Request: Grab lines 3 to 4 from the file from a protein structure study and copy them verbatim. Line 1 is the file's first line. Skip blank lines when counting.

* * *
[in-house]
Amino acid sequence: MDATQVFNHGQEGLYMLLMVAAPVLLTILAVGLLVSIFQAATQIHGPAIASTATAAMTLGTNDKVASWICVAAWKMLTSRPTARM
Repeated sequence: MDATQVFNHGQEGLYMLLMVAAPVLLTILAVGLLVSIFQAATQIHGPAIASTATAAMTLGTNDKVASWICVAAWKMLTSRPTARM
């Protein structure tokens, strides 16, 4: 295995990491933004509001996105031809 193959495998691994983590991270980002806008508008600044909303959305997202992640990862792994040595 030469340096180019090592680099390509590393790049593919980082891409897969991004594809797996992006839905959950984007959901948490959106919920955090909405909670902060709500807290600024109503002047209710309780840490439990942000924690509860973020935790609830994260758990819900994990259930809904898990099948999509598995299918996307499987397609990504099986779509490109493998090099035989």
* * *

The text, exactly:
Repeated sequence: MDATQVFNHGQEGLYMLLMVAAPVLLTILAVGLLVSIFQAATQIHGPAIASTATAAMTLGTNDKVASWICVAAWKMLTSRPTARM
């Protein structure tokens, strides 16, 4: 295995990491933004509001996105031809 193959495998691994983590991270980002806008508008600044909303959305997202992640990862792994040595 030469340096180019090592680099390509590393790049593919980082891409897969991004594809797996992006839905959950984007959901948490959106919920955090909405909670902060709500807290600024109503002047209710309780840490439990942000924690509860973020935790609830994260758990819900994990259930809904898990099948999509598995299918996307499987397609990504099986779509490109493998090099035989």